During this period of listlessness and apathy,
I was so incapable of discharging the duties of
a mother, that my husband, cruelly, as I then
thought, but most judiciously as I now think,
insisted on sending my daughter from me. He
placed her under the care of his aunt, a most
excellent and kind woman. I murmured, but
I submitted, and sunk into a state of still deeper

There is a strong analogy between the moral
and material world, and when I looked upon a
river swollen by torrents—its dark and perturb-
ed waters rushing furiously along, overflowing
and ravaging the banks it had once fertilized,
I compared my heart to the scene of desolation.

"Those turbid waters," thought I, "will
subside and regain their transparency and gen-
tle course; the ensuing season will restore
beauty and fertility to its devastated banks;—
will the analogy hold throughout? Shall sere-
nity and cheerfulness return to this wasted bo-
som? Shall hope and joy ever bloom again?"

Yes, the analogy did hold good. Time, with

Right Column
its lenient power, restored tranquillity to my

My seclusion from society was attributed to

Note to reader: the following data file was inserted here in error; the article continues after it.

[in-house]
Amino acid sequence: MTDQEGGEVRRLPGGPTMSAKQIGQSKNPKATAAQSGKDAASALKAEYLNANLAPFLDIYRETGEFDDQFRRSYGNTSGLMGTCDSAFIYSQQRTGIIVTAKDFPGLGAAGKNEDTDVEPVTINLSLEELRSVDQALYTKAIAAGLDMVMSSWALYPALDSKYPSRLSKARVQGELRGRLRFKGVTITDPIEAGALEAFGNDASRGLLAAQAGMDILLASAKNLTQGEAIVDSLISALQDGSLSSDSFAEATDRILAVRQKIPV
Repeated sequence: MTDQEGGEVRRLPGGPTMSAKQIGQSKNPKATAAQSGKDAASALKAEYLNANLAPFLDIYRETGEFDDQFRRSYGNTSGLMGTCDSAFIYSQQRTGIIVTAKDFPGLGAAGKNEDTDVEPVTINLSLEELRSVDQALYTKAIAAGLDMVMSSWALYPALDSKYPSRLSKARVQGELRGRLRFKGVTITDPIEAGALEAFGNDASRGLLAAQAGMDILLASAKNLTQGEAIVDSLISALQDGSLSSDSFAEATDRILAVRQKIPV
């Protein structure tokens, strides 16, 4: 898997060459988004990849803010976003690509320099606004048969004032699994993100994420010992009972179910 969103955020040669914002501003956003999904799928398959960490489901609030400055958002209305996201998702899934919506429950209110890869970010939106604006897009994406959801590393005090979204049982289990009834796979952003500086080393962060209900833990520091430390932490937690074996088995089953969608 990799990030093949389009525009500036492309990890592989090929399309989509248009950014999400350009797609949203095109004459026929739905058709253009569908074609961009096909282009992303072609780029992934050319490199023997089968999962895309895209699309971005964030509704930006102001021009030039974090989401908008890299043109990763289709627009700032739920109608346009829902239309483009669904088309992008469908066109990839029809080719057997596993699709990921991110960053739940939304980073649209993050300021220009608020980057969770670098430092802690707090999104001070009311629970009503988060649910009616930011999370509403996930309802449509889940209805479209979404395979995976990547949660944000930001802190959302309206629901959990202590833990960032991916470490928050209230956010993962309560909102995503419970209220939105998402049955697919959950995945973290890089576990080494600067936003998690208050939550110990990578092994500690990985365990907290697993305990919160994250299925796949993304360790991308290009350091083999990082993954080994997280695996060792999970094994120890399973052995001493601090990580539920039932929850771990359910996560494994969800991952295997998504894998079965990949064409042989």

the infirm state of my health, and my languor
and dejection to the effects of debility. This
repose and retirement, was almost enjoyment,
after the storm of contending emotions through
which I had passed. But, it was not allowed a
long continuance. Every step my husband ad-
vanced in the career of ambition, only impelled
him onward; he had gained a high ascent, but
aimed at a still higher. One mode to effect
this purpose was, to mix more with society
abroad, and to receive more company at home.
I complied with his wishes, as in duty bound,
and became a very slave to these new cares and
projects. Entertainment followed entertain-
ment—our hitherto select circle was opened to
a promiscuous crowd. Our expenses were thus
greatly increased without any corresponding
enlargement of our income, and my husband
was too just a man to live beyond his income:
the consequence was a retrenchment of home
comforts in order to make the necessary display.